Double-Headed Statue from Ain Ghazal

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Osama Shukir Muhammed Amin
published on 05 April 2018
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This double-headed statue (upper torso) was made of lime plaster, reed, and bitumen and was found in modern-day Ain Ghazal city in the outskirts of Amman, Jordan Hashemite Kingdom in the year 1985 CE. Between 1983-1985 CE, 15 statues and 15 busts made of lime plaster and reed were found in two underground caches. These statues and busts (depicting human heads) are considered the earliest large-scale representations of the human form and are one of the most outstanding examples of prehistoric art from the Pre-Pottery Neolithic B period. All of them are in Jordan and are on display at the Jordan Archaeological Museum and the Jordan Museum; two are on display (as a loan) at the British Museum in London. Pre-pottery Neolithic period B, circa 6500 BCE. (Jordan Archaeological Museum, Amman, Jordan).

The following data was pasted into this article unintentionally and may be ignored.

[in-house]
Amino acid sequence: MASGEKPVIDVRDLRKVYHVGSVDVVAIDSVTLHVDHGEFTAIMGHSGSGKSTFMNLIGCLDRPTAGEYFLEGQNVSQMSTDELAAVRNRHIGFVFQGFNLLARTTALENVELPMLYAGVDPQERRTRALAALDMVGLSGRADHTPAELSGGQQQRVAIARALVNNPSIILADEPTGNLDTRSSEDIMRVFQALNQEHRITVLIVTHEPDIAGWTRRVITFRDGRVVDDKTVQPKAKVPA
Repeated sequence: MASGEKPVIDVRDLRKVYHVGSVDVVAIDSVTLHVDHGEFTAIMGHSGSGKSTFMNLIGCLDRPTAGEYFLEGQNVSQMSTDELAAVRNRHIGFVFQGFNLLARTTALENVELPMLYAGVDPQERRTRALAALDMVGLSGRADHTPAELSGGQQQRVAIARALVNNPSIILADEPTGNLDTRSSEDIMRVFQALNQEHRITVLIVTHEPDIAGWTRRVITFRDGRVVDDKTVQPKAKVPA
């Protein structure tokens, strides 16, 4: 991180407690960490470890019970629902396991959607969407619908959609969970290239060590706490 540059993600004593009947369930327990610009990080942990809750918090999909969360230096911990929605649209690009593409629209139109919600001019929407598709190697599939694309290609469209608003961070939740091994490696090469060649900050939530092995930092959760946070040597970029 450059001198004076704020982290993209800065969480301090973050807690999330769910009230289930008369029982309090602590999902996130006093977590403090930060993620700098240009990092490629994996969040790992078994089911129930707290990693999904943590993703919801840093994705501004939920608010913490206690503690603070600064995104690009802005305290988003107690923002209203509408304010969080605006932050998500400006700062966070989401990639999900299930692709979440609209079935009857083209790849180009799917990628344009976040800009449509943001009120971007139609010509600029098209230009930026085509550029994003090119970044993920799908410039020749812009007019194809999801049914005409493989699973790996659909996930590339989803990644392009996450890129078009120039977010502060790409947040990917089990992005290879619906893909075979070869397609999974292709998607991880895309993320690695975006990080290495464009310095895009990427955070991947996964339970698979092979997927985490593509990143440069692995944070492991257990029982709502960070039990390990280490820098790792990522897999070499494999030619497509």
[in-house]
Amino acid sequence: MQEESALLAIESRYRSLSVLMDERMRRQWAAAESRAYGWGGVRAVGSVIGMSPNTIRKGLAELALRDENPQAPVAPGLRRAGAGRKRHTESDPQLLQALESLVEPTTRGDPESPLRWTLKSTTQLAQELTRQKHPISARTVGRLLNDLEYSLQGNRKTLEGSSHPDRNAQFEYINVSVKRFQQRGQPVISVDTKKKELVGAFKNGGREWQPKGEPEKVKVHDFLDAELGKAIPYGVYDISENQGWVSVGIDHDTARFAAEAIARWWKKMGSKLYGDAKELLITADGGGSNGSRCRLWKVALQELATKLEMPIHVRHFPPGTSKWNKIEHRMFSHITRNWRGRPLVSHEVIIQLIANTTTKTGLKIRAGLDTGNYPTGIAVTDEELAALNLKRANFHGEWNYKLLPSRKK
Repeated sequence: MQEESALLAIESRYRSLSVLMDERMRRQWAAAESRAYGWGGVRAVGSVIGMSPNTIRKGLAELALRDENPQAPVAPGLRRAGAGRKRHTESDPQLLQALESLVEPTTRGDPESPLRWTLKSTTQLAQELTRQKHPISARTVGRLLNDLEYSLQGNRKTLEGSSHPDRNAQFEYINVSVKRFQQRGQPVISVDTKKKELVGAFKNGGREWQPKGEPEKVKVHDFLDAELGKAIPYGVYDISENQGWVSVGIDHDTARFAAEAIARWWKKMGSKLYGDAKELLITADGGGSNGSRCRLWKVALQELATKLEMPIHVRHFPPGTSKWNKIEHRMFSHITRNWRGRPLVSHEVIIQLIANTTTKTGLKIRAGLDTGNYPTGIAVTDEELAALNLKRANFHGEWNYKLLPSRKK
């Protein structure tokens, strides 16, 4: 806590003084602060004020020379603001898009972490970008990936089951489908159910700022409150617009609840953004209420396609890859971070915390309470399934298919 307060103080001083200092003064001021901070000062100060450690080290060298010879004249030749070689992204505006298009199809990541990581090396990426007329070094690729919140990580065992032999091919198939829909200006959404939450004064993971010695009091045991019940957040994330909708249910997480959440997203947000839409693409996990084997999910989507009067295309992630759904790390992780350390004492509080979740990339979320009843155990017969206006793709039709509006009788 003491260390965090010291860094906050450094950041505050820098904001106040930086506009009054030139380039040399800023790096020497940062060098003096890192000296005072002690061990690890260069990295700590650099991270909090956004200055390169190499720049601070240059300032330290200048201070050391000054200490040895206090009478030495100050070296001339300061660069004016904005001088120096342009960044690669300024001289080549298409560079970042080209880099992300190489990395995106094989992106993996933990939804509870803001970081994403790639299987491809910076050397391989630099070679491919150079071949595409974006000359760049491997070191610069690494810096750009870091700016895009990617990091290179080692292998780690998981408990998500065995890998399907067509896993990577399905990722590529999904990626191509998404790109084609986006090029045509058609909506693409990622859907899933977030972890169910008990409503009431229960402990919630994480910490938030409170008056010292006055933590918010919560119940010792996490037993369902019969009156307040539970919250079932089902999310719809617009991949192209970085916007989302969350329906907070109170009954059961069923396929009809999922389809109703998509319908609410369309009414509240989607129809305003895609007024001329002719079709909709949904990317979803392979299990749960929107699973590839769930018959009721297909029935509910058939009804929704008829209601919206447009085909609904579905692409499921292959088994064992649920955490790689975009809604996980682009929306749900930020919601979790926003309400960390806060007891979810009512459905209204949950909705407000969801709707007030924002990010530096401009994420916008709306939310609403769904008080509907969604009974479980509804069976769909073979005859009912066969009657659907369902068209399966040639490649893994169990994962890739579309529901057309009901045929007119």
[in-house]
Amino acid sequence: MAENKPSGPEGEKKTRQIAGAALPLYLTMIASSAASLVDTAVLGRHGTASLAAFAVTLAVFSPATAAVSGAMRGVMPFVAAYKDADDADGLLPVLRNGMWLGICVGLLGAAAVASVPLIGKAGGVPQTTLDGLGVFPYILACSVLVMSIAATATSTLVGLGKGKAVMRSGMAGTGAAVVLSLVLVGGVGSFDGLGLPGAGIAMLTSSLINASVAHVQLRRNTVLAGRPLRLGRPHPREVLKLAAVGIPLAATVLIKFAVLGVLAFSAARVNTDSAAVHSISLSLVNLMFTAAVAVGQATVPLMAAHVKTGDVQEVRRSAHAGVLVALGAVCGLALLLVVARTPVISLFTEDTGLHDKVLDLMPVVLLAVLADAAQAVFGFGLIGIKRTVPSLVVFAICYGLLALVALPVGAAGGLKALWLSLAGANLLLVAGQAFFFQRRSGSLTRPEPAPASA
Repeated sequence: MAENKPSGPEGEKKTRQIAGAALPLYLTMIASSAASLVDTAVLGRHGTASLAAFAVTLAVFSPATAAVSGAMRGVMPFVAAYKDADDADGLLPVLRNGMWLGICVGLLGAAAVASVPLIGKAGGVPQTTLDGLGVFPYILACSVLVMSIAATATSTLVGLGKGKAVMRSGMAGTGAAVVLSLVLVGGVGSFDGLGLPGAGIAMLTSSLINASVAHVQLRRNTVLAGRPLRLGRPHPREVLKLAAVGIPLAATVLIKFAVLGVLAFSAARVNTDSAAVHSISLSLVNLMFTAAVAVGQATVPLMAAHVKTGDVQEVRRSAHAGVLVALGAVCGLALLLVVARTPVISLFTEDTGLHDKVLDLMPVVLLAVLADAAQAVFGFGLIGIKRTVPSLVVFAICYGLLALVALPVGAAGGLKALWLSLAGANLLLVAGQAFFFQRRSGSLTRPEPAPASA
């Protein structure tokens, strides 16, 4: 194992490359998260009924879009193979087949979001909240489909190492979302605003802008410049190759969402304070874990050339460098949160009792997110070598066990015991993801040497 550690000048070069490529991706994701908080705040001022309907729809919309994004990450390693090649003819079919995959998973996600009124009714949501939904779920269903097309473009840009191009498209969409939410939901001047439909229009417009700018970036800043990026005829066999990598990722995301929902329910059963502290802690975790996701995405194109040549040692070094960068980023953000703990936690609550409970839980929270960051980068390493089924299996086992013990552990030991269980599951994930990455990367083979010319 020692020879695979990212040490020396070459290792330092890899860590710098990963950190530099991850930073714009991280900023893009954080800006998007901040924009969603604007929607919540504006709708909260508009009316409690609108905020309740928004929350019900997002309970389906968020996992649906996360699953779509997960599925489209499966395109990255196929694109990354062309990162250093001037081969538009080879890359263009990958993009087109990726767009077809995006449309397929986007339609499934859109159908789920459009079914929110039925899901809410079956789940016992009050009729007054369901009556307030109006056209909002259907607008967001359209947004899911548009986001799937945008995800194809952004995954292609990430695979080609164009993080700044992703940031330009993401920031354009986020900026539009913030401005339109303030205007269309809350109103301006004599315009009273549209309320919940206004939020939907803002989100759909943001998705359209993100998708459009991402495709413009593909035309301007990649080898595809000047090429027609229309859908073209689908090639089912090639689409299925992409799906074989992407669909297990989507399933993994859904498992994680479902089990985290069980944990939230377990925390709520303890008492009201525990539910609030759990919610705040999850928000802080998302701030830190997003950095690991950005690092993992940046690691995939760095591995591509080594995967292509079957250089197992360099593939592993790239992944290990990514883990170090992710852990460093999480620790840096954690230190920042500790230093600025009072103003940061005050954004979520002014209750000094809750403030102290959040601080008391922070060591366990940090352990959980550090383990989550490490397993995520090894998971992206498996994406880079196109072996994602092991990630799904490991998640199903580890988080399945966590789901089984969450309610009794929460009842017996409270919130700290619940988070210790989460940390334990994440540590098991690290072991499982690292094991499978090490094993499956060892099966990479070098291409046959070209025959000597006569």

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About the Author

Osama Shukir Muhammed Amin
Associate Professor of Neurology and lover of the Cradle of Civilization, Mesopotamia. I'm very interested in Mesopotamian history and always try to take photos of archaeological sites and artifacts in museums, both in Iraq and around the world.

Cite This Work

APA Style

Amin, O. S. M. (2018, April 05). Double-Headed Statue from Ain Ghazal. World History Encyclopedia. Retrieved from

Chicago Style

Amin, Osama Shukir Muhammed. "Double-Headed Statue from Ain Ghazal." World History Encyclopedia. Last modified April 05, 2018.

MLA Style

Amin, Osama Shukir Muhammed. "Double-Headed Statue from Ain Ghazal." World History Encyclopedia. World History Encyclopedia, 05 Apr 2018. Web. 01 Dec 2021.